Bruchalski said he was sure, and he was even excited to provide the best “care” he could. The woman was 10-12 weeks pregnant. He could see the baby’s arms and bones in the canister after he committed the first-trimester procedure. He had a “twinge” in his heart and after a pat on the back from his professor, he left the room realizing that he had killed a baby, but did not let himself really feel the weight of that.
“Each time that you do a termination you have to steel yourself. You have to take a deep breath in and you have to have like a gut check because the reality is we know it’s a human life, and so what happens is, you’re doing it for the greater good. You’re doing it for the woman because she wants it and you’re growing up in a world where patient autonomy — you’re a vending machine. …I don’t want to be a vending machine. …That’s where the fracture occurs. Why aren’t there more abortionists?” he said. It’s because abortion is brutal and it kills innocent humans.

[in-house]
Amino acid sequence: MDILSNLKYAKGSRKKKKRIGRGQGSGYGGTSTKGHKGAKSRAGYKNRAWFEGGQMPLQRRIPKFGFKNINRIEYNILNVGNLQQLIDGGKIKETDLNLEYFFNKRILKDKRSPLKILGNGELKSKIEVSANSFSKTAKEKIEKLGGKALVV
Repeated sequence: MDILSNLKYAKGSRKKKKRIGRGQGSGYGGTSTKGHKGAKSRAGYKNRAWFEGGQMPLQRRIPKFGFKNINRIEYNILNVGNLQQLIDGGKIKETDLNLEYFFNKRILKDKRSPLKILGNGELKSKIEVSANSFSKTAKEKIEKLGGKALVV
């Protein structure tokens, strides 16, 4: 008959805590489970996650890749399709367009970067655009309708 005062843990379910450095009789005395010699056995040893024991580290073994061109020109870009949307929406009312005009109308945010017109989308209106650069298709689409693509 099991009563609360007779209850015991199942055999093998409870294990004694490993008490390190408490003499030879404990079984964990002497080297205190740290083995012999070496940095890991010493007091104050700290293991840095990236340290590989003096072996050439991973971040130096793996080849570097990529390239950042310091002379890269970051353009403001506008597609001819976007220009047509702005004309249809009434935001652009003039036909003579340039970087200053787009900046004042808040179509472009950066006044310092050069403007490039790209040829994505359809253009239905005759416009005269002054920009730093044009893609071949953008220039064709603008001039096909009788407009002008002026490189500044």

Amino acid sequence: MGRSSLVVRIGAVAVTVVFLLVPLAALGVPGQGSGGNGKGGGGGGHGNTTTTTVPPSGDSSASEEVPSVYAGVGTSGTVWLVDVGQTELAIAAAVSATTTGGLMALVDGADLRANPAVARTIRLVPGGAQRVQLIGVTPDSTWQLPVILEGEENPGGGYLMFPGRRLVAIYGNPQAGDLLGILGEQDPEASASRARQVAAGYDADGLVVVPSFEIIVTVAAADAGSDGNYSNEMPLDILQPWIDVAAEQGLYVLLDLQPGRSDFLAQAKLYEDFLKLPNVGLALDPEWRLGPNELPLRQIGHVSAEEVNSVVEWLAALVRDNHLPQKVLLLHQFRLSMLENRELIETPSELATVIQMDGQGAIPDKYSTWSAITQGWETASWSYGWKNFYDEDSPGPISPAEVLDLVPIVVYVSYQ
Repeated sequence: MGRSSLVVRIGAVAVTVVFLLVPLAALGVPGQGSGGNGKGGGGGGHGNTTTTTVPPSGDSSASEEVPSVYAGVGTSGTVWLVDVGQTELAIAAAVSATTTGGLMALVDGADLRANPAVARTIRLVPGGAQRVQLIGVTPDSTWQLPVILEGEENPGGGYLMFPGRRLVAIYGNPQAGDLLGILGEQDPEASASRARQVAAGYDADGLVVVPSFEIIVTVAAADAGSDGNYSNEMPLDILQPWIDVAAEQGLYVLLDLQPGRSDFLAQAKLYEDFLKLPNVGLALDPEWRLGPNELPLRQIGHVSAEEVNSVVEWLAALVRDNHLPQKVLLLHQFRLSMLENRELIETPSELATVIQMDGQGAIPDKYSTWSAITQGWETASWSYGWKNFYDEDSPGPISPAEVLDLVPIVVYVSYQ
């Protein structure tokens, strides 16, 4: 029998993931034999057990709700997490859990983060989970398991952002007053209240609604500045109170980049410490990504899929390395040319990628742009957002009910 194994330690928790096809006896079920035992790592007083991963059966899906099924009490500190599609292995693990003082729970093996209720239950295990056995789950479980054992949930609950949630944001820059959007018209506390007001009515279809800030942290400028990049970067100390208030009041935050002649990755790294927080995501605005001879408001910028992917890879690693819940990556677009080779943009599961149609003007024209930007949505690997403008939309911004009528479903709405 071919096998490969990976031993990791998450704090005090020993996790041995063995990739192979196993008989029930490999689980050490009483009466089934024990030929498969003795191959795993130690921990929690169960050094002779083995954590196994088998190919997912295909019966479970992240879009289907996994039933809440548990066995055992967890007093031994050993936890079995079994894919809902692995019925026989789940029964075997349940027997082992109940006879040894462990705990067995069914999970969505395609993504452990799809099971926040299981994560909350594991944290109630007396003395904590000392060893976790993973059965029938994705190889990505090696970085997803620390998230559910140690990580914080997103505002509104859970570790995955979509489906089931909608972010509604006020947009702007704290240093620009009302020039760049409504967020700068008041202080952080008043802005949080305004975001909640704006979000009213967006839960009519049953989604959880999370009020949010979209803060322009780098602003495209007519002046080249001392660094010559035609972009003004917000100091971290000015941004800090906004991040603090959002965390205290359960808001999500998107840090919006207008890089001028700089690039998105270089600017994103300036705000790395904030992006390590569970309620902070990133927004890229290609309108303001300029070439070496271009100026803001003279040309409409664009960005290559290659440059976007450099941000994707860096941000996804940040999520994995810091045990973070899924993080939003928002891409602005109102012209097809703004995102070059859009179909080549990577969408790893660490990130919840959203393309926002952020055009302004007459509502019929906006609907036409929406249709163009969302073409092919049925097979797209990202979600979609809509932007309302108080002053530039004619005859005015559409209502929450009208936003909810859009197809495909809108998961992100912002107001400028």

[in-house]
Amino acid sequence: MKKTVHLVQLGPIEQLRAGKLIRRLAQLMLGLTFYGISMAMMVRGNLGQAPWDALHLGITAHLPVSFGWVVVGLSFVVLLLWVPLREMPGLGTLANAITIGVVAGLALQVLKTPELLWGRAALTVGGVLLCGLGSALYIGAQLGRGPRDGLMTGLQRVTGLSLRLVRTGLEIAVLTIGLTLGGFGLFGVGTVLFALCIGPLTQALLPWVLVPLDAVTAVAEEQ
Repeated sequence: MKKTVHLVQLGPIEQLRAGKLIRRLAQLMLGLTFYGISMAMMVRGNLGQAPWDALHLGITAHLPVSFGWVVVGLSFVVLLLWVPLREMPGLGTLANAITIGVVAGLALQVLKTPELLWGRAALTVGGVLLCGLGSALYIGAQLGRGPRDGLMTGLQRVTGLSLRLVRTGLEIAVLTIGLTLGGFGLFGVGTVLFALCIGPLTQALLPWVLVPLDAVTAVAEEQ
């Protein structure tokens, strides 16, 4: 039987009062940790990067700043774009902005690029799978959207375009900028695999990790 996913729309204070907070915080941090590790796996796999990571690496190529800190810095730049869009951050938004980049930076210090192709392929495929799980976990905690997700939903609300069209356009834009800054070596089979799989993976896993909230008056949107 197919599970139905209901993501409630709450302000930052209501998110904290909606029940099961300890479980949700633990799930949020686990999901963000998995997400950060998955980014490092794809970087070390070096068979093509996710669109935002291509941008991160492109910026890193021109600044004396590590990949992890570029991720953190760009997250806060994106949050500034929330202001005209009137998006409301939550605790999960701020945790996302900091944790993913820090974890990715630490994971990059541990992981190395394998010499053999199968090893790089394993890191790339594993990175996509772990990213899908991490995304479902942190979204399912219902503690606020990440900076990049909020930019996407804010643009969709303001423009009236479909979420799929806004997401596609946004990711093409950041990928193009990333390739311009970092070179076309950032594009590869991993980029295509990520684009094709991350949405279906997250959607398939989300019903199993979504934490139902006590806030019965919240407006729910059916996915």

Aborting an infant who survived abortion
One day, while Bruchalski was driving, he saw a pregnancy resource center and pulled into the parking lot. He saw that they were providing alternatives to abortions and he liked their approach. He became involved with the center and began attending church again, while also continuing to commit abortions during his residency. One night, a woman who was 22 weeks pregnant went into labor. He worked to stop labor to save the baby. But in the next room, another woman, 22 or 23 weeks, didn’t want her baby, so he broke the water to abort the baby, who was born alive — and was “crying, wheezing, making squeaking noises.”